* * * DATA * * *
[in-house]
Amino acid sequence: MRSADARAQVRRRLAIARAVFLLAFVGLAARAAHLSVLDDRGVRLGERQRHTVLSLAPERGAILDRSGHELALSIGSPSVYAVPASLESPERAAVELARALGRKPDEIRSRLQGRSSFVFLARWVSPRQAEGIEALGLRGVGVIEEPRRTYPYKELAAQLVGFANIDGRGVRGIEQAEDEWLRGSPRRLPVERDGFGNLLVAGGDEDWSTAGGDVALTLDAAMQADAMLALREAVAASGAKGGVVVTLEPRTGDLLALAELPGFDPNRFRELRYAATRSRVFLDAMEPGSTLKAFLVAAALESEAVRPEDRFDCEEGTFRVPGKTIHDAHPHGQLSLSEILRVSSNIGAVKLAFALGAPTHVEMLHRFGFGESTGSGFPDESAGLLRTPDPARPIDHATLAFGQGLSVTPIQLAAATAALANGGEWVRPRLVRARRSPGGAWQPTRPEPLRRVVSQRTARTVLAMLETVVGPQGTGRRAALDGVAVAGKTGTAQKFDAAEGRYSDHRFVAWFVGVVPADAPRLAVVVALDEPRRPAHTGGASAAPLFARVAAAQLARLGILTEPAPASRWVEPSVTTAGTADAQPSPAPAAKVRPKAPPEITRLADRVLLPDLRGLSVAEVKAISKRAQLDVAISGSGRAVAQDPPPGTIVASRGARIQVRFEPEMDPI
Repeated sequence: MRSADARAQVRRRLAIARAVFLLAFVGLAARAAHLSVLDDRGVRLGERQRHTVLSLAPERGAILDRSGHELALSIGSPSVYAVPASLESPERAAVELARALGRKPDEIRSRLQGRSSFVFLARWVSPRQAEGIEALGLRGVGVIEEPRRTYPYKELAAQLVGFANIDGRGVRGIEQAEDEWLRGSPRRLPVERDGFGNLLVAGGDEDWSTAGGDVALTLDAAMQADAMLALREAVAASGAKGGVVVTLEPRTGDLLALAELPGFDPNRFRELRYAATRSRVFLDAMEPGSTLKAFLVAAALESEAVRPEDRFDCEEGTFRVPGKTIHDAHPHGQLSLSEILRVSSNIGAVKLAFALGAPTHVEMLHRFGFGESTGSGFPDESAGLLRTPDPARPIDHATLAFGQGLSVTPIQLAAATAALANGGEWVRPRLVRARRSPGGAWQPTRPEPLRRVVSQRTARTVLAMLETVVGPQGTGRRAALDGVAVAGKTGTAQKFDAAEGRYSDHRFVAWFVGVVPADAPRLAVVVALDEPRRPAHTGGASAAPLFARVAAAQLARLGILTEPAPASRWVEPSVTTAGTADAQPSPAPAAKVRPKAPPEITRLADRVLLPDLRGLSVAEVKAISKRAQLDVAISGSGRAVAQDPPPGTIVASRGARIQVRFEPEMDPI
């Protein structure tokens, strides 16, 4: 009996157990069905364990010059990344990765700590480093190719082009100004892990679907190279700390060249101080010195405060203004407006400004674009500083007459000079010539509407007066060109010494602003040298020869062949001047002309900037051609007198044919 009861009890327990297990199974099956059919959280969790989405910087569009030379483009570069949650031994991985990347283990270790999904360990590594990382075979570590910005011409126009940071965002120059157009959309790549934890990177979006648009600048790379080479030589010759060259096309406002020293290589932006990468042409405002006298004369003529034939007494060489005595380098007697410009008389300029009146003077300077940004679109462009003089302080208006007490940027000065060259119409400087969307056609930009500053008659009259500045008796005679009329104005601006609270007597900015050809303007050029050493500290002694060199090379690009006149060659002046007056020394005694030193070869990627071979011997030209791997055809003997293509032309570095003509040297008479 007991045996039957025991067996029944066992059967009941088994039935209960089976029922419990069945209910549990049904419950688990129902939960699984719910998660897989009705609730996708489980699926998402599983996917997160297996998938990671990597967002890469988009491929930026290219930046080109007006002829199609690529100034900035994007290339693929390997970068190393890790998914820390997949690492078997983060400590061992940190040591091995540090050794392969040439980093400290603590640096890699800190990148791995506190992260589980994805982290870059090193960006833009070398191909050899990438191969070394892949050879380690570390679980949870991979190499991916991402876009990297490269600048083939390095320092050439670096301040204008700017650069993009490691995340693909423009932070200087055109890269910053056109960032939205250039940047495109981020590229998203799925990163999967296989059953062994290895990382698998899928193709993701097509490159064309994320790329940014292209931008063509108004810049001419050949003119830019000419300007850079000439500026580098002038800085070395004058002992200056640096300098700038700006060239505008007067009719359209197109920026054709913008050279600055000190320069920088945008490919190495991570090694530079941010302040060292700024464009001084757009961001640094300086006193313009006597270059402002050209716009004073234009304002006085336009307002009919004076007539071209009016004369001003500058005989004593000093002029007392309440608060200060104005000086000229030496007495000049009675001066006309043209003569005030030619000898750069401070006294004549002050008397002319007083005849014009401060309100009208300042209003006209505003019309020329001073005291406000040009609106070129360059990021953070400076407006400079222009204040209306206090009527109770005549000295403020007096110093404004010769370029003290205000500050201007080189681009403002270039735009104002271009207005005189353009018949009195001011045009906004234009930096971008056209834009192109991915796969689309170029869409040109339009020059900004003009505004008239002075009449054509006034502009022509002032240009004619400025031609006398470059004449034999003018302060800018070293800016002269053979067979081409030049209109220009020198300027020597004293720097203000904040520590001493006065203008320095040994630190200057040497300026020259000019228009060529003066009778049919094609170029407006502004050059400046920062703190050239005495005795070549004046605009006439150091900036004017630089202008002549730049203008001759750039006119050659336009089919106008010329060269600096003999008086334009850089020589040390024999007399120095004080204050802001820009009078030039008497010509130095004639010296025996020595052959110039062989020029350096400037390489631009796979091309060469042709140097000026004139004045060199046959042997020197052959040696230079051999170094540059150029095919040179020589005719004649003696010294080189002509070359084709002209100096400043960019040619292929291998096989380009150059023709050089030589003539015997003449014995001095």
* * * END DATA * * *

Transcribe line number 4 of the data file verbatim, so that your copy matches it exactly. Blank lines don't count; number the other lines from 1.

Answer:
């Protein structure tokens, strides 16, 4: 009996157990069905364990010059990344990765700590480093190719082009100004892990679907190279700390060249101080010195405060203004407006400004674009500083007459000079010539509407007066060109010494602003040298020869062949001047002309900037051609007198044919 009861009890327990297990199974099956059919959280969790989405910087569009030379483009570069949650031994991985990347283990270790999904360990590594990382075979570590910005011409126009940071965002120059157009959309790549934890990177979006648009600048790379080479030589010759060259096309406002020293290589932006990468042409405002006298004369003529034939007494060489005595380098007697410009008389300029009146003077300077940004679109462009003089302080208006007490940027000065060259119409400087969307056609930009500053008659009259500045008796005679009329104005601006609270007597900015050809303007050029050493500290002694060199090379690009006149060659002046007056020394005694030193070869990627071979011997030209791997055809003997293509032309570095003509040297008479 007991045996039957025991067996029944066992059967009941088994039935209960089976029922419990069945209910549990049904419950688990129902939960699984719910998660897989009705609730996708489980699926998402599983996917997160297996998938990671990597967002890469988009491929930026290219930046080109007006002829199609690529100034900035994007290339693929390997970068190393890790998914820390997949690492078997983060400590061992940190040591091995540090050794392969040439980093400290603590640096890699800190990148791995506190992260589980994805982290870059090193960006833009070398191909050899990438191969070394892949050879380690570390679980949870991979190499991916991402876009990297490269600048083939390095320092050439670096301040204008700017650069993009490691995340693909423009932070200087055109890269910053056109960032939205250039940047495109981020590229998203799925990163999967296989059953062994290895990382698998899928193709993701097509490159064309994320790329940014292209931008063509108004810049001419050949003119830019000419300007850079000439500026580098002038800085070395004058002992200056640096300098700038700006060239505008007067009719359209197109920026054709913008050279600055000190320069920088945008490919190495991570090694530079941010302040060292700024464009001084757009961001640094300086006193313009006597270059402002050209716009004073234009304002006085336009307002009919004076007539071209009016004369001003500058005989004593000093002029007392309440608060200060104005000086000229030496007495000049009675001066006309043209003569005030030619000898750069401070006294004549002050008397002319007083005849014009401060309100009208300042209003006209505003019309020329001073005291406000040009609106070129360059990021953070400076407006400079222009204040209306206090009527109770005549000295403020007096110093404004010769370029003290205000500050201007080189681009403002270039735009104002271009207005005189353009018949009195001011045009906004234009930096971008056209834009192109991915796969689309170029869409040109339009020059900004003009505004008239002075009449054509006034502009022509002032240009004619400025031609006398470059004449034999003018302060800018070293800016002269053979067979081409030049209109220009020198300027020597004293720097203000904040520590001493006065203008320095040994630190200057040497300026020259000019228009060529003066009778049919094609170029407006502004050059400046920062703190050239005495005795070549004046605009006439150091900036004017630089202008002549730049203008001759750039006119050659336009089919106008010329060269600096003999008086334009850089020589040390024999007399120095004080204050802001820009009078030039008497010509130095004639010296025996020595052959110039062989020029350096400037390489631009796979091309060469042709140097000026004139004045060199046959042997020197052959040696230079051999170094540059150029095919040179020589005719004649003696010294080189002509070359084709002209100096400043960019040619292929291998096989380009150059023709050089030589003539015997003449014995001095």